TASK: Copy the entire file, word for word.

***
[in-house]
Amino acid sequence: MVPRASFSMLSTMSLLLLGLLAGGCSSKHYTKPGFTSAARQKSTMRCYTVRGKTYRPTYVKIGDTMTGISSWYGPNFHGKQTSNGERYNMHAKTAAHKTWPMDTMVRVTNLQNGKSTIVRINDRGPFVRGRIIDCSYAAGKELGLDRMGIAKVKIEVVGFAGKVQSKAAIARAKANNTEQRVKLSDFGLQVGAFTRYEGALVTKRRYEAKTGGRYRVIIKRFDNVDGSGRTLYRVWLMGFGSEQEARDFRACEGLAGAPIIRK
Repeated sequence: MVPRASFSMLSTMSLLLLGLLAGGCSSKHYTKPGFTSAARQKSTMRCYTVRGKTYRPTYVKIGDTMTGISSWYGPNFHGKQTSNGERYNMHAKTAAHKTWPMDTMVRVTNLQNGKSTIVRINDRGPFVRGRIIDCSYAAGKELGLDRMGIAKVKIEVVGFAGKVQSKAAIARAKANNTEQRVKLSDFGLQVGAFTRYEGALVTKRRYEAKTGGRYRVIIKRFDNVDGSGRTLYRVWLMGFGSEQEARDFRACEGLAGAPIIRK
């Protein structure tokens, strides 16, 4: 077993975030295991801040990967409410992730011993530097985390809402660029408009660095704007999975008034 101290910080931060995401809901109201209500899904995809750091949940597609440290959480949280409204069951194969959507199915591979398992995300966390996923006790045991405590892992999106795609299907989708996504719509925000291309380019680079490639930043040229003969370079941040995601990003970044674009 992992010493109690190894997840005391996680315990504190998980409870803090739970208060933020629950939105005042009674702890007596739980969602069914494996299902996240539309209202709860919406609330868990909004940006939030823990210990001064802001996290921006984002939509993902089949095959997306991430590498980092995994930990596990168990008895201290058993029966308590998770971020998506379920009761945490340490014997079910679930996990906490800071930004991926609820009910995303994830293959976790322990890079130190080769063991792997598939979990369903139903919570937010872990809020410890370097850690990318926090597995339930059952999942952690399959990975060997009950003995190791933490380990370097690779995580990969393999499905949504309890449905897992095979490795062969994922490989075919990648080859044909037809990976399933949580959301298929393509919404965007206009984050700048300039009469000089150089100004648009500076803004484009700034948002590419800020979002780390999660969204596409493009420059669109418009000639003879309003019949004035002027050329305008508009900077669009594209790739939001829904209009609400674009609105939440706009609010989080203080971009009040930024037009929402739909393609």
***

[in-house]
Amino acid sequence: MVPRASFSMLSTMSLLLLGLLAGGCSSKHYTKPGFTSAARQKSTMRCYTVRGKTYRPTYVKIGDTMTGISSWYGPNFHGKQTSNGERYNMHAKTAAHKTWPMDTMVRVTNLQNGKSTIVRINDRGPFVRGRIIDCSYAAGKELGLDRMGIAKVKIEVVGFAGKVQSKAAIARAKANNTEQRVKLSDFGLQVGAFTRYEGALVTKRRYEAKTGGRYRVIIKRFDNVDGSGRTLYRVWLMGFGSEQEARDFRACEGLAGAPIIRK
Repeated sequence: MVPRASFSMLSTMSLLLLGLLAGGCSSKHYTKPGFTSAARQKSTMRCYTVRGKTYRPTYVKIGDTMTGISSWYGPNFHGKQTSNGERYNMHAKTAAHKTWPMDTMVRVTNLQNGKSTIVRINDRGPFVRGRIIDCSYAAGKELGLDRMGIAKVKIEVVGFAGKVQSKAAIARAKANNTEQRVKLSDFGLQVGAFTRYEGALVTKRRYEAKTGGRYRVIIKRFDNVDGSGRTLYRVWLMGFGSEQEARDFRACEGLAGAPIIRK
């Protein structure tokens, strides 16, 4: 077993975030295991801040990967409410992730011993530097985390809402660029408009660095704007999975008034 101290910080931060995401809901109201209500899904995809750091949940597609440290959480949280409204069951194969959507199915591979398992995300966390996923006790045991405590892992999106795609299907989708996504719509925000291309380019680079490639930043040229003969370079941040995601990003970044674009 992992010493109690190894997840005391996680315990504190998980409870803090739970208060933020629950939105005042009674702890007596739980969602069914494996299902996240539309209202709860919406609330868990909004940006939030823990210990001064802001996290921006984002939509993902089949095959997306991430590498980092995994930990596990168990008895201290058993029966308590998770971020998506379920009761945490340490014997079910679930996990906490800071930004991926609820009910995303994830293959976790322990890079130190080769063991792997598939979990369903139903919570937010872990809020410890370097850690990318926090597995339930059952999942952690399959990975060997009950003995190791933490380990370097690779995580990969393999499905949504309890449905897992095979490795062969994922490989075919990648080859044909037809990976399933949580959301298929393509919404965007206009984050700048300039009469000089150089100004648009500076803004484009700034948002590419800020979002780390999660969204596409493009420059669109418009000639003879309003019949004035002027050329305008508009900077669009594209790739939001829904209009609400674009609105939440706009609010989080203080971009009040930024037009929402739909393609």